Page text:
Senior couple looking at paperwork

Many older adults want to stay in their home for as long as possible. And who can blame them? Home is where they feel comfortable. And if their mortgage is paid off, staying at home makes financial sense. But eventually, staying at home becomes aging in place, which generally means you need help living on your own.

Senior Living Costs at Home

If mobility is an issue, you may need to rely on a family member or hire someone to help with preparing meals, getting dressed and other activities of daily living.

Homemaker services alone are estimated to cost about $4,385 per month in the Savannah area, according to the Genworth Cost of Care Survey.

On top of that, if you have to pay $4,517 per month for a home health aide, aging in place doesn’t look like much of a bargain. It gets worse. Add on transportation costs if you’re no longer able to drive safely. And if you can’t climb the stairs, reach the cupboards, or need wheelchair access, you may have to modify your home so you can safely age in place.

And don’t forget about home maintenance. If the roof leaks or the air conditioner goes on the fritz, no one will fix it for free at home.

In addition, there are senior living costs that are hard to put numbers to. Namely, costs that affect your quality of life. Social isolation, for example, can take a toll on your physical and mental well-being, eroding your joie de vivre and increasing the risk of Alzheimer’s disease or other forms of dementia.

These are just a few of the senior living costs associated with aging in place at home. It’s why you may want to consider moving to a senior living community sooner — while you’re still active, independent, and able to take advantage of the many opportunities for leading a healthier, happier lifestyle.

The Cost of Senior Living at a Life Plan Community

The monthly service fee. When you compare the monthly cost of living at home to the monthly cost at a Life Plan Community, you may be pleasantly surprised at how affordable a Life Plan Community really is.

Take time to calculate what you’re spending now every month. Include items such as: mortgage/rent, property tax, home insurance, food, utilities, housekeeping, lawn and garden services, gym membership, entertainment/activities, scheduled transportation, home security, and home maintenance. All these costs are included in your monthly fee at a Life Plan Community. And you’ll never have to pay for unexpected repairs, such as replacing a roof or a cranky air conditioner.

The entrance fee. In addition to monthly fees, most Life Plan Communities require an entrance fee. Residents at The Marshes of Skidaway Island pay a one-time 90% refundable entrance fee that gives them the exclusive right to live at the community for life. The entrance fee helps cover community operating expenses and provides access to all amenities and services offered at The Marshes, including a full continuum of health services.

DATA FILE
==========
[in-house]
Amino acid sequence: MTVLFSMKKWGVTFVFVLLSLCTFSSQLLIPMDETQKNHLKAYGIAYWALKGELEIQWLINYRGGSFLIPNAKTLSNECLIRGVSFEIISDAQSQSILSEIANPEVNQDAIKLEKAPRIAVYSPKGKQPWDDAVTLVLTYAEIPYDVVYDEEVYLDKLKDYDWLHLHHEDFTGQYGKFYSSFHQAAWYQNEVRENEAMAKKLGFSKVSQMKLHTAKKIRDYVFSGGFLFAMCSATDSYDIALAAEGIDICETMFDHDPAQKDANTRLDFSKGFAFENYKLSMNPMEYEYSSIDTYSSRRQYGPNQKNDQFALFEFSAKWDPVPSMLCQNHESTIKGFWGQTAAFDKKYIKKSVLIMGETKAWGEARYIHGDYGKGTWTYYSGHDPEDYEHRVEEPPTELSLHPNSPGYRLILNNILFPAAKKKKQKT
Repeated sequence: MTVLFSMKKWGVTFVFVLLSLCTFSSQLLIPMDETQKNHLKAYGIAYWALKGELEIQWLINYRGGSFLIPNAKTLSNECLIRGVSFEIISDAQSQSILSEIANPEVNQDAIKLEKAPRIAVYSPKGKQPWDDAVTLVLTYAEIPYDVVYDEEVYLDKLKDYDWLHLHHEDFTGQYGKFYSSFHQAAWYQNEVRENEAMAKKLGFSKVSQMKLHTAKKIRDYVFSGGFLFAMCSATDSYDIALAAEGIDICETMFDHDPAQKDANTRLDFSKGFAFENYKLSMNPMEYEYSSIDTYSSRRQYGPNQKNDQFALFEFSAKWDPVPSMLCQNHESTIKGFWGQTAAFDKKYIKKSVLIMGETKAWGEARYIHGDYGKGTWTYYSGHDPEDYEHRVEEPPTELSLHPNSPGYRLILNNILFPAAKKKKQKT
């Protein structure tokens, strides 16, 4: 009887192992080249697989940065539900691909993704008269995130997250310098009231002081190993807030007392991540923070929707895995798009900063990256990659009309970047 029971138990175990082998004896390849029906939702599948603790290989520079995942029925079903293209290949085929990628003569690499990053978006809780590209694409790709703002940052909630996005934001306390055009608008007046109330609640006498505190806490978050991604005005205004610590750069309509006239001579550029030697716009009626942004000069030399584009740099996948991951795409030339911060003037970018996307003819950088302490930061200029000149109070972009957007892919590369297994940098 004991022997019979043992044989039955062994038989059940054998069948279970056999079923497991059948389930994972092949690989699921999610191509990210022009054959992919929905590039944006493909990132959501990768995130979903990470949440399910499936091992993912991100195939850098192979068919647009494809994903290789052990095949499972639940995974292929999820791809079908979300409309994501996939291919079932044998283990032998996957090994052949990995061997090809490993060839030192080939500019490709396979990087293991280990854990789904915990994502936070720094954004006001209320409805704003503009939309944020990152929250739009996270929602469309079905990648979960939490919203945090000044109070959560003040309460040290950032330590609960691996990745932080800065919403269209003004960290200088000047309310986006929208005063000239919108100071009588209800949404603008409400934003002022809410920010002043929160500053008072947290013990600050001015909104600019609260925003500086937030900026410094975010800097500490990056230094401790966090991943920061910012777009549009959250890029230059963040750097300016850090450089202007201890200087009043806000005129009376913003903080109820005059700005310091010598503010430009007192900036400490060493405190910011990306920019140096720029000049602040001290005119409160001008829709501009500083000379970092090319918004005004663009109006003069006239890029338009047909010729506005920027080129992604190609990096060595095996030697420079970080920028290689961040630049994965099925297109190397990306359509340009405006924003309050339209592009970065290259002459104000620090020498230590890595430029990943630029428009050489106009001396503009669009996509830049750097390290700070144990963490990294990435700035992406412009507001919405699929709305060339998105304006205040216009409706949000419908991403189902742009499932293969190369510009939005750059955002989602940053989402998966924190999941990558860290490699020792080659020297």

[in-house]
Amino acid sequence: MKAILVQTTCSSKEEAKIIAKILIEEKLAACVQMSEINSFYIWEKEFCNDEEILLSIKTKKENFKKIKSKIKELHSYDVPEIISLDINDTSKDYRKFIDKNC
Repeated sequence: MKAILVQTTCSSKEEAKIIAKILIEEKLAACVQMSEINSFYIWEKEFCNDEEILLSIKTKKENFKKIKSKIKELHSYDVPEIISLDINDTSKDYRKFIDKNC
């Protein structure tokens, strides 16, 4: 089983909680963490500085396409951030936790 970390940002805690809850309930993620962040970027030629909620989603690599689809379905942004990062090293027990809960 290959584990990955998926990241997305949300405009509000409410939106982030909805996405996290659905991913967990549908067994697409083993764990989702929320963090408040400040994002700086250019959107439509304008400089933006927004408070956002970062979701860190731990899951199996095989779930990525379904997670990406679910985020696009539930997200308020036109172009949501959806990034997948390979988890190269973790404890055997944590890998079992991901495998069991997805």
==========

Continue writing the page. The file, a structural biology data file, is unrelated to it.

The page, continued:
Assisted living, memory care support, skilled nursing and rehabilitation services are all available, if ever needed, on-site at The Oaks Health Center. Residents at The Marshes know where they’ll get the care they may need, who will provide it, and how much it will cost.

The ABCs of Life Plan Community Contracts

There are three main types of contracts offered by Life Plan Communities.

Type A, Life Care is essentially a way to prepay for future long-term care. The idea is that no matter what level of care may be required in the future, the resident’s monthly expenses will remain relatively flat. The Marshes offers a Type A, Life Care contract.

Type B, Modified requires a lower entrance fee than Type A, but coverage for health services is limited. For example, the resident might get 30 or 60 days per year at no cost in the health center or receive an ongoing discounted per diem rate on the cost of care.

Type C, Fee-for-Service requires a lower entrance fee than Type A or B, but you’ll pay the market rate for health services.

Long-term care insurance policies may help pay for higher levels of care. They may also help cover the cost of home health services in your independent living residence, if you choose to hire them. Policies vary, so it’s best to check with an insurance agent to determine exactly what’s covered in each situation.

The Bottom Line: Live Where You Find Happiness

The biggest expense during your retirement years will likely be health care. According to Fidelity, the average couple age 65 may need $295,000 to cover health care expenses in retirement, excluding long-term care.

Will you be better off financially by staying in your home compared to moving to a Life Plan Community? That depends on your health, your insurance coverage, and the availability of family members to perform the unpaid caregiver duties you may need.

Wherever you choose to spend the years ahead, only one thing really matters: your  happiness. It’s the most important factor in determining both the quality and longevity of life.

In a study of more than 5,100 residents from 80 Life Plan Communities, researchers evaluated the health and well-being of residents compared with older adults who live in the community at large. Residents of Life Plan Communities were found to:

  • Be more satisfied with life
  • Have a greater sense of control over their lives
  • Have more social contacts and connections
  • Exercise more regularly, maintain a healthier diet and sleep better
  • Participate more in lifelong learning

If you’d like to learn how The Marshes can enhance your quality of life, get in touch. And see for yourself why moving to a Life Plan Community adds up.